Audio News for September 8, 2015

by | Sep 8, 2015 | Audio News

Chandos Not Into Digital Streaming – They said: “The one main thing that has to happen in the digital format is a better business model for streaming. At present there is no money in it for classical artists and labels as the volume is so low. It may work well for pop music but not classical. Therefore until things change on this front we are not supporting streaming for anything other than our back-catalogue and deleted titles.” Many labels are turning to downloads as it saves a great deal of production cost, but obviously not all.

Sony’s Early PlayStation Could Save Your SACD Collection – That’s the title of an article in The GramophoneIt first speaks of SACD not taking the audio world by storm, as we well know, but it mentions the many classical labels and symphony orchestras supporting it and that it never really went away in Japan, at least in two-channel form. Then it goes into the re-emergence of DSD (a recording format for SACD release) as a format for downloads in the computer audio field. Several sites now offer DSD (and even double-DSD) downloads, and many high end components are coming out with DSD capability (though most of us are still happy with the hi-res quality of 96K/24-bit audio files).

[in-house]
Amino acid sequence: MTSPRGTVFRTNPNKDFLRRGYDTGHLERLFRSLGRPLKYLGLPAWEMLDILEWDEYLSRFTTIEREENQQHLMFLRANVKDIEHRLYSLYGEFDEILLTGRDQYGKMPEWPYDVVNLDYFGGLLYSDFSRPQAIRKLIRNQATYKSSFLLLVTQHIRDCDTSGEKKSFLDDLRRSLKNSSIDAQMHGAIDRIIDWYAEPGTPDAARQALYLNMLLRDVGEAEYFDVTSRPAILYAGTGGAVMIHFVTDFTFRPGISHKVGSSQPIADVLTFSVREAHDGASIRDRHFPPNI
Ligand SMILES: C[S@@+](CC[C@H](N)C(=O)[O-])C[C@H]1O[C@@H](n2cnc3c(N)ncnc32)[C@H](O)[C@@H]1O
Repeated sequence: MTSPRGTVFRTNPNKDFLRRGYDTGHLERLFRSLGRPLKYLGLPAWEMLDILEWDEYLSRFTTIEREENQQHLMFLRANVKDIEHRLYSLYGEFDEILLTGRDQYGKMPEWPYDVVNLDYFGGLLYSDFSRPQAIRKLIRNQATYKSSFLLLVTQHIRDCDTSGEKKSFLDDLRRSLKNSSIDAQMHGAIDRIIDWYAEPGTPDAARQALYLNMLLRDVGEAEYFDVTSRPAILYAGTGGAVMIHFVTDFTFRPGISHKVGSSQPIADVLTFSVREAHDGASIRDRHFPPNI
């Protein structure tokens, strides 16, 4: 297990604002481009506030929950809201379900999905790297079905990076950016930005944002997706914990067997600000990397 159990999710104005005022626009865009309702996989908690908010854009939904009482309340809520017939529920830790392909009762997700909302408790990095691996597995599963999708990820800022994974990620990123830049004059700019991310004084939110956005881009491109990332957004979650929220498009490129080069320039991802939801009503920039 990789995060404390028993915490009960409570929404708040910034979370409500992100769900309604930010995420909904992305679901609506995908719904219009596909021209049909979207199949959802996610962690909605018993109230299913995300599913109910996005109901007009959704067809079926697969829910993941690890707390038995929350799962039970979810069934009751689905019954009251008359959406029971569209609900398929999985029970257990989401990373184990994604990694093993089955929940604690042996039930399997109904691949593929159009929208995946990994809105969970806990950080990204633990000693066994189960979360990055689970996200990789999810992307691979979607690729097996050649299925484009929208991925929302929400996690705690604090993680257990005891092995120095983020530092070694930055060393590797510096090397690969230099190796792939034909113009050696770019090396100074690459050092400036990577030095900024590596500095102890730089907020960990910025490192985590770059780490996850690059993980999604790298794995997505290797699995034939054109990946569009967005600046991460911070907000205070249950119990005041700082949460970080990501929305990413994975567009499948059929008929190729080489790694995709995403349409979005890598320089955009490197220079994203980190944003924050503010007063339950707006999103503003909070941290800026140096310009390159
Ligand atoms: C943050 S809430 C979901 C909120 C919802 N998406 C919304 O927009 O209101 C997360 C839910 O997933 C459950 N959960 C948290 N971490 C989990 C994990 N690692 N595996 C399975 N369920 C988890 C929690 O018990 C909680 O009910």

It’s easy to download and play the DSD files offered by these sites if you have the proper equipment. If you have a large SACD collection, you may want to move them to hard disk storage to play thru a DSD-capable DAC. This would mean you don’t mind losing hi-res surround sound, and are something of a computer nerd, because the process is not simple by any means. It involves finding an earlier model of the Sony PlayStation 3 – before Sony Corporation in their wisdom dropped playback of SACDs, and you must use an earlier version of the PlayStation firmware on it. Then you have to find a repair maven who can fix the serious overheating most of those players had. For some audiophiles into SACD, it may be worth the efforts required.

Sony Has World’s First HDR UHD Video Projector – Sony’s under $10K VPL-VW520ES shows the unstoppable growth of high dynamic range technology. Their demonstration used footage from the TV series The Blacklist, which was not created in HDR, but was upconverted by the new projector just as most buyers of UHD sets today are upconverting standard HD sources to UHD (since there’s little actual UHD sources at the moment). According to on site reports, the natural color and contrast performance was out of sight.

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